Following a 2006 demo, the band actually recorded this full-length back in 2010 and made it available through various digital outlets earlier this year.  I can’t remember, now, where I first became aware of them, but I know I heard one of their songs somewhere; I enjoyed it enough to be willing to put in the effort necessary to track down more info about the band– which was no small task!  You try Googling the word “drama” – with or without the parentheses, it makes no difference – and see how easy it is to wade through the billions of results!  (By the way, for your benefit I’ve included a list of links at the bottom of this post, so you can have a much easier time learning more about the band and keeping informed about them.  You’re welcome.) Continue reading

Just Released: Enid – Munsalvaesche

EnidMunsalvaesche (28 November, 2011 – Code666 Records)

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Last weekend, my wife and I traveled to enemy territory* to catch the Korpiklaani+Arkona show.  Because my mother’s farm is about three hours closer to Cleveland than the Valley of Steel is, I had arranged for us to spend Thanksgiving weekend at her place.  Well, I think mom saw through my thinly veiled ruse, because in exchange for a couple days’ worth of free food and shelter within easy driving distance from Peabody’s, she decided that I needed to help put up her Christmas tree and hang the lights on it (she has an enormous nine-foot artificial tree, and lately it has become more difficult for her to get up and down a ladder).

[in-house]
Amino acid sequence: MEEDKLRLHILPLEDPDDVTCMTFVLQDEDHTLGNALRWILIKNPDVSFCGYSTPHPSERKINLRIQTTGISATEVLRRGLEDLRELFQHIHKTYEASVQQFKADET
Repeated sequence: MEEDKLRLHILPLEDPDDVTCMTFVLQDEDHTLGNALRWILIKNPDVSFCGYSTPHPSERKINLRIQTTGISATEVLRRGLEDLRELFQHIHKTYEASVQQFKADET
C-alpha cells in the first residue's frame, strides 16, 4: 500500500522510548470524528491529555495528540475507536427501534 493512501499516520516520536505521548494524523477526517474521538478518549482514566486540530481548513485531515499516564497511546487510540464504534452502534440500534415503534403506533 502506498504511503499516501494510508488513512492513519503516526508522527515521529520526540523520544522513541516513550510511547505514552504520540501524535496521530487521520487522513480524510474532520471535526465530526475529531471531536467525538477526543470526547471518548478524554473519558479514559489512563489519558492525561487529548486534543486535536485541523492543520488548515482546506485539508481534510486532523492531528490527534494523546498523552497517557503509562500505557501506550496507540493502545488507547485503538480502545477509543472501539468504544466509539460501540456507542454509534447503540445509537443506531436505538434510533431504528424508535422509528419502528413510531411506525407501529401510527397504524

Anyway, during all this decorating nonsense, we were treated to a variety of Christmas-themed music from mom’s extensive collection.  This included a number of albums by Mannheim Steamroller, a multi-platinum selling, new-agey, electro-orchestral project of which she’s always been fond.  Anyway, during the process of assembling the tree, my wife remarked to me that some of the music we’d heard the night before (i.e. the concert) was not too far removed from what was being played at the house that morning.  I can see where she was coming from here — for example, the incorporation of traditional folk melodies and styles, and instruments such as the flutes and bagpipes used extensively by Arkona, into a more modern format, might superficially resemble the methods employed by Mannheim Steamroller.  However, to me the pagan/folk metal movement seems to take the folk/traditional instruments, melodies, song structures and attitude, and directly blends these with metal instrumentation (and often, metal vocals). On the other hand, the traditional folk Christmas carols that are reinterpreted on the albums we heard, seem to be rearranged in more of a classical orchestration and then reproduced with modern, synthesized instruments. I would be more inclined to compare this with something like Wendy (née Walter) CarlosSwitched-On Bach series of albums, although the correllation would be more apt if it were electronic versions of works by classical composers who, unlike Bach, often incorporated traditional folk tunes (either of their own cultural heritage, such as Dvorak’s “Slavonic Dances,” or those picked up elsewhere, such as Tchaikovsky’s “Cappriccio Italien”).

Anyway, all of this rambling is leading up to my review of the latest album, Munsalvaesche, by German epic/fantasy/symphonic metal artist Enid, which was just made available last week (28 November) through Code666 Records/Aural Music. Continue reading and you shall see (and hear!) why this album should appeal to fans of the folk-metal approach as well as the modernized folk-music-via-classical-arrangement approach.